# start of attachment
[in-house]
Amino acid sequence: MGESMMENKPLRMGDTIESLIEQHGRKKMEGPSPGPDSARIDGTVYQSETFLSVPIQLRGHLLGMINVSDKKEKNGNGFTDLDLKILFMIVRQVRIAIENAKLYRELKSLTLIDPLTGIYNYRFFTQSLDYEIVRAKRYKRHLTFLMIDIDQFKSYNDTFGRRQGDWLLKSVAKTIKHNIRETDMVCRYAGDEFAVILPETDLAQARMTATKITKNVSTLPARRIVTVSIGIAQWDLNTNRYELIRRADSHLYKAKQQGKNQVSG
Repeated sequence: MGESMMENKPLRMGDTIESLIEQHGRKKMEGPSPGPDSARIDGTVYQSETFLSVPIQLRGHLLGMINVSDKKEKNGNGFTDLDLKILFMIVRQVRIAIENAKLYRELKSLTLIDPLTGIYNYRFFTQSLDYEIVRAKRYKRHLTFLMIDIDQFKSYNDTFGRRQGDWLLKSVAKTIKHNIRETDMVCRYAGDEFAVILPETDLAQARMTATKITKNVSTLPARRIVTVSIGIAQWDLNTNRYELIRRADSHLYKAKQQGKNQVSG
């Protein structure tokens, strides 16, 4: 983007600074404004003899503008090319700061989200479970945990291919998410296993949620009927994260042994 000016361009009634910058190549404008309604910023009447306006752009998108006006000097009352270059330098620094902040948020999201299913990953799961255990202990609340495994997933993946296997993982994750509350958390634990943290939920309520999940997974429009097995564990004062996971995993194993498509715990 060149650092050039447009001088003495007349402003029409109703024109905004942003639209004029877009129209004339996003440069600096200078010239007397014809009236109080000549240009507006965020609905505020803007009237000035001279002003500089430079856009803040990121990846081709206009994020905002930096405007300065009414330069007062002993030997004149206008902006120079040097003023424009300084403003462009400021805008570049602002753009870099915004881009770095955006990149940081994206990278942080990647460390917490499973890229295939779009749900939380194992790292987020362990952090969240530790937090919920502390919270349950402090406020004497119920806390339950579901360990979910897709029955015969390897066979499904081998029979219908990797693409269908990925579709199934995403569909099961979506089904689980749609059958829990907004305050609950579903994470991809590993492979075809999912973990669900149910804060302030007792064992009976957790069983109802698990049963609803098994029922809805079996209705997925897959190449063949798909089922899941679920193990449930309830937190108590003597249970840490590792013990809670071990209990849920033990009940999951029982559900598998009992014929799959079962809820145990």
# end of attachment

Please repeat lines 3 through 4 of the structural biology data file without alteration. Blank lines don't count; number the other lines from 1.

Repeated sequence: MGESMMENKPLRMGDTIESLIEQHGRKKMEGPSPGPDSARIDGTVYQSETFLSVPIQLRGHLLGMINVSDKKEKNGNGFTDLDLKILFMIVRQVRIAIENAKLYRELKSLTLIDPLTGIYNYRFFTQSLDYEIVRAKRYKRHLTFLMIDIDQFKSYNDTFGRRQGDWLLKSVAKTIKHNIRETDMVCRYAGDEFAVILPETDLAQARMTATKITKNVSTLPARRIVTVSIGIAQWDLNTNRYELIRRADSHLYKAKQQGKNQVSG
């Protein structure tokens, strides 16, 4: 983007600074404004003899503008090319700061989200479970945990291919998410296993949620009927994260042994 000016361009009634910058190549404008309604910023009447306006752009998108006006000097009352270059330098620094902040948020999201299913990953799961255990202990609340495994997933993946296997993982994750509350958390634990943290939920309520999940997974429009097995564990004062996971995993194993498509715990 060149650092050039447009001088003495007349402003029409109703024109905004942003639209004029877009129209004339996003440069600096200078010239007397014809009236109080000549240009507006965020609905505020803007009237000035001279002003500089430079856009803040990121990846081709206009994020905002930096405007300065009414330069007062002993030997004149206008902006120079040097003023424009300084403003462009400021805008570049602002753009870099915004881009770095955006990149940081994206990278942080990647460390917490499973890229295939779009749900939380194992790292987020362990952090969240530790937090919920502390919270349950402090406020004497119920806390339950579901360990979910897709029955015969390897066979499904081998029979219908990797693409269908990925579709199934995403569909099961979506089904689980749609059958829990907004305050609950579903994470991809590993492979075809999912973990669900149910804060302030007792064992009976957790069983109802698990049963609803098994029922809805079996209705997925897959190449063949798909089922899941679920193990449930309830937190108590003597249970840490590792013990809670071990209990849920033990009940999951029982559900598998009992014929799959079962809820145990």